Update from dave 4-15-06 Day 14 of Pacific crossing
On Day 14 we saw a white cargo ship off the port beam about 4nm off. Excited to see other people in this vast, lurching blue sea, we hailed them on the VHF. Unfortunately they replied in Mandarin.
We are more than half way to the Marquesas: 1710nm down and 1023nm to go. The last day and a half we have officially been in the Intertropical Convergence Zone (ITCZ) Zone famous for its variable light winds and windy rain squalls. Mysteriously, the weather is cooperating with 12-20 knots of wind out of the East and only a few rain squalls. In the last 24-hour period we’ve made 152nm which is awesome for the ITCZ. We all hope the good weather continues and that we won’t have to start the engine for lack of wind as it will further heat the already hot cabin to an unbearable level.
The cabin was a humid 91 degrees for my noon nap today as the hatches and ports were shut to keep spray and waves from soaking the interior. When we start the stove to make coffee in the rocking galley we’re soon dripping sweat. On deck the sun is amazingly powerful. It almost hurts to have your skin exposed to it directly. Hats, long sleeve shirts, sunglasses and jockeying for shade are the order of the day.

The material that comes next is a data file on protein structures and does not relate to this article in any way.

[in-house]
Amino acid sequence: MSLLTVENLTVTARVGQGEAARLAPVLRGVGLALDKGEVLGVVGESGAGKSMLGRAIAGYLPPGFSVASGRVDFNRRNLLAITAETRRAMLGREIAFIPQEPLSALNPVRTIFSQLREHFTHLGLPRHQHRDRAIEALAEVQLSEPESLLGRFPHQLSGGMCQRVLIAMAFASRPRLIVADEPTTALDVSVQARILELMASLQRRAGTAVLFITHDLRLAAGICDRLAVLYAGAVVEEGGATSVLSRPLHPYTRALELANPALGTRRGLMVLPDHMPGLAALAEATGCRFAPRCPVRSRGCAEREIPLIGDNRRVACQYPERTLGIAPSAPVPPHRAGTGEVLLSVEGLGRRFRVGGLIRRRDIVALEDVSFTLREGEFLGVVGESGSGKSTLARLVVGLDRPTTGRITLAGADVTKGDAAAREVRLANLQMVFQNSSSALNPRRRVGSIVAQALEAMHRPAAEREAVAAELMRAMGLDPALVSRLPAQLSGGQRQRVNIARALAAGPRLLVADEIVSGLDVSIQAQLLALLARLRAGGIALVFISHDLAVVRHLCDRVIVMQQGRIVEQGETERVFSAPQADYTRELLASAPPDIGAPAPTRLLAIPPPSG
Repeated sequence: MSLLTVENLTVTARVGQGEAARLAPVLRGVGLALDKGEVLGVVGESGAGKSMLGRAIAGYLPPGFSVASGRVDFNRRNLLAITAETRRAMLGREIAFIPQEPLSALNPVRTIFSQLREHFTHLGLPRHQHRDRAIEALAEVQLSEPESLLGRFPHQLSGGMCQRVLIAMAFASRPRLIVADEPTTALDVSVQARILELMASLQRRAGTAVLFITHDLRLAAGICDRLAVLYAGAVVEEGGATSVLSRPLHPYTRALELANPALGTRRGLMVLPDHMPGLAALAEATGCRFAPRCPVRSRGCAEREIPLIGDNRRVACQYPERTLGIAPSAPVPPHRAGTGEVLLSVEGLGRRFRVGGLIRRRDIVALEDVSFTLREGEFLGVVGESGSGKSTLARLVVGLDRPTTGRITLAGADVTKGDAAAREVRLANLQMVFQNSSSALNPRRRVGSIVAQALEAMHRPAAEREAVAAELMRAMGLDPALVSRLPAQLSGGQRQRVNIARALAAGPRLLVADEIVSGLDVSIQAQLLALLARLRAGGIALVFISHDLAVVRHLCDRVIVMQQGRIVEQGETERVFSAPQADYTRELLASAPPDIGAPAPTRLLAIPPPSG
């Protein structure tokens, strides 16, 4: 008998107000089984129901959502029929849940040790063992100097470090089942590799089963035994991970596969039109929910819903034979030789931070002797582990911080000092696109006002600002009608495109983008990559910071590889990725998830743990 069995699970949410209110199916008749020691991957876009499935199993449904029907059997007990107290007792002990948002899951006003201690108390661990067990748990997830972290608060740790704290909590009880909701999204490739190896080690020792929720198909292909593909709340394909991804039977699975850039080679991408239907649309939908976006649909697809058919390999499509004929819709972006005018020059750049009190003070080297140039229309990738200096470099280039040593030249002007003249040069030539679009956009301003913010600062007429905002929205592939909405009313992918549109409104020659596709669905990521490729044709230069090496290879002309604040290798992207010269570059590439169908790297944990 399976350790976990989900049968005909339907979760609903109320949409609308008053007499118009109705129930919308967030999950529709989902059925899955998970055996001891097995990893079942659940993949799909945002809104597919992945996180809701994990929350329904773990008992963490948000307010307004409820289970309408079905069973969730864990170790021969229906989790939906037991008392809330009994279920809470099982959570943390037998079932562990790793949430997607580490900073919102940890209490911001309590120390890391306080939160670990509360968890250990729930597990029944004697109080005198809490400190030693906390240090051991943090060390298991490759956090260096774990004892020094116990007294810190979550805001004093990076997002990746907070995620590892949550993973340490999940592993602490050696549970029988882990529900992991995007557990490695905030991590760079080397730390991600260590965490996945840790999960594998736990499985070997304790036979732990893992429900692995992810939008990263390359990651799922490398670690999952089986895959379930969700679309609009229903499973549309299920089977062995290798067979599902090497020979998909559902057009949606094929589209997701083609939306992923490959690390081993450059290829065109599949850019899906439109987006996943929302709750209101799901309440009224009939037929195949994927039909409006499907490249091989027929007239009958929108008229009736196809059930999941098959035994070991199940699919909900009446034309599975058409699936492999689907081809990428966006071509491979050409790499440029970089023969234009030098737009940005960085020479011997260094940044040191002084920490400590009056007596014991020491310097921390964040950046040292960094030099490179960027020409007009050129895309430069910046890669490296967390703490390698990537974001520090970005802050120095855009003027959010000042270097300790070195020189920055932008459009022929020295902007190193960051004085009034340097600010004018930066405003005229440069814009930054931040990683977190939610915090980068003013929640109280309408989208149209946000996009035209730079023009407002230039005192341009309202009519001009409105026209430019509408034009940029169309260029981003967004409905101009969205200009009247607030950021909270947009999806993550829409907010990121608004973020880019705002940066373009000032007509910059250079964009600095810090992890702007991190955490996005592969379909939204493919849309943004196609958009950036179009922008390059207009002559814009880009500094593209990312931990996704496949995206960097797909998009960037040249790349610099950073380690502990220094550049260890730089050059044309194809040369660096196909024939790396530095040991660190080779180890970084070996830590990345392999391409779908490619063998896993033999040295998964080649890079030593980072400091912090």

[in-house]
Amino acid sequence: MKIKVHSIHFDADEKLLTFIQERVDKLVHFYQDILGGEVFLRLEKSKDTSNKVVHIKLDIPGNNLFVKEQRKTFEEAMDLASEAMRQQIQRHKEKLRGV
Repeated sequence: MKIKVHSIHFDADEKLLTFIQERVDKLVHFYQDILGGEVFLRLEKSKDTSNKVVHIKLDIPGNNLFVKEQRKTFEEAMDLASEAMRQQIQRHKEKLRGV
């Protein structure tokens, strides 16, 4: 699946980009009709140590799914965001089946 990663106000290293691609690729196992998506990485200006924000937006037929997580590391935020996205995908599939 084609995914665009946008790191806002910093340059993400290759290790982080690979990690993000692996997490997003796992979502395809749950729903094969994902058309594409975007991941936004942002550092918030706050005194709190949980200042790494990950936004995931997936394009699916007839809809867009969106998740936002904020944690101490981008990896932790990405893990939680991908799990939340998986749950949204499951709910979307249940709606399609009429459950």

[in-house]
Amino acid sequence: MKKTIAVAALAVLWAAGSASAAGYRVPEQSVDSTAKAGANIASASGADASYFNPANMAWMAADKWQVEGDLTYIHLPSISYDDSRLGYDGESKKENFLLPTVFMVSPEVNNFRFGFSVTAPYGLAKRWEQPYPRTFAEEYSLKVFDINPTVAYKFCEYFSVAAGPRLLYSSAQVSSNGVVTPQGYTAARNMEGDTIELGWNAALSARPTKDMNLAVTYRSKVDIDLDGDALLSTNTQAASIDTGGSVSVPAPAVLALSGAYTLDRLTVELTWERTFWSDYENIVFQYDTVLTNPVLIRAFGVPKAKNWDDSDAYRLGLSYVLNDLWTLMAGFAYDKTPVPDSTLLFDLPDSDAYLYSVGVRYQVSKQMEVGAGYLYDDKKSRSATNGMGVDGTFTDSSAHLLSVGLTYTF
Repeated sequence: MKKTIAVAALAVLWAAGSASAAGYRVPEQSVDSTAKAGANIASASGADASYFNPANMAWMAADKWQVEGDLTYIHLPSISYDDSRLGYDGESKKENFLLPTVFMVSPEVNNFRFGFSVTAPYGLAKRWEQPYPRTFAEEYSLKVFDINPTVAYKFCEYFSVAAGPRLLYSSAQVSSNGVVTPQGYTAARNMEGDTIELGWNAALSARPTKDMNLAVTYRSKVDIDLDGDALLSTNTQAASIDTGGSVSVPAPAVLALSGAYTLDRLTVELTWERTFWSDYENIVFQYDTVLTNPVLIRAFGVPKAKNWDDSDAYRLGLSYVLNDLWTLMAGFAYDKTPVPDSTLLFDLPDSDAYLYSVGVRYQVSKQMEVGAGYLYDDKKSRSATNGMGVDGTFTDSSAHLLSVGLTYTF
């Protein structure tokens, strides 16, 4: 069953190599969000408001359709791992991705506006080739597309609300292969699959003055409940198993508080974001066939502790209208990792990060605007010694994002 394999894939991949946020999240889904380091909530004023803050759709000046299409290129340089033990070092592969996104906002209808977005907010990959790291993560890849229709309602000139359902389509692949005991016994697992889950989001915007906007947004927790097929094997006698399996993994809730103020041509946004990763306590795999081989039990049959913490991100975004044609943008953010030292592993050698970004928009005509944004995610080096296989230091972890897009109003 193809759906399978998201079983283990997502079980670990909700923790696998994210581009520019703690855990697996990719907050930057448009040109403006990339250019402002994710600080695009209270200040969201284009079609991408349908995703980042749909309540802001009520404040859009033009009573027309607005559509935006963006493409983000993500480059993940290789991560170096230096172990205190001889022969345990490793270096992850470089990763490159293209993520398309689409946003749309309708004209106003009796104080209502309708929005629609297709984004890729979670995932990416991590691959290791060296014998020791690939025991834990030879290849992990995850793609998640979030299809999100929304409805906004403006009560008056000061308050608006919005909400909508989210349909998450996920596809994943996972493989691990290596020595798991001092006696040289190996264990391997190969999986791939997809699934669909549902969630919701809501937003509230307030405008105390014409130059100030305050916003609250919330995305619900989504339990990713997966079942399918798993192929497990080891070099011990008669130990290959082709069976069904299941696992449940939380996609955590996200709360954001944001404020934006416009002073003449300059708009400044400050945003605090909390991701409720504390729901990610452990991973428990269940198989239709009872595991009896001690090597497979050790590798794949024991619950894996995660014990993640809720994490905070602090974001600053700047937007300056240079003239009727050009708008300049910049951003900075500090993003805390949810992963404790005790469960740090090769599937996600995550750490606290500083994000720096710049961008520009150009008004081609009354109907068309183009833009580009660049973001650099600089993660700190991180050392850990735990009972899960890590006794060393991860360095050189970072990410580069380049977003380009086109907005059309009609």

When rain squalls hit, you just take off your shirt and hat and enjoy the cooling effect of the rain… even at 3 a.m. I took a shower in one particularly hard rain squall yesterday and we also collected several gallons of water for laundry. Everyone is plowing through books and we’re having daily book discussions and one or two Scrabble tournaments as well. Last night Karl and I studied some of the new and unfamiliar stars and constellations of the southern hemisphere such as the Southern Cross and Canopus.
I’m feeling optimistic that we will arrive on the 24th or possibly the 23rd. Our first stop may be the most Northerly island in the 10-island Marquesas group by the name of Eaio (Ay-ee-ow). The island is apparently uninhabited, wild, and relatively desolate. The island measures 3 miles wide by 7 miles long and rises to a height of 1,900’. The rocky bays are apparently full of lobsters, hammerhead sharks and dolphins with numerous varieties of sea birds inhabiting the sheer cliffs. We are excited to make landfall and feel hard unmoving ground under our legs again!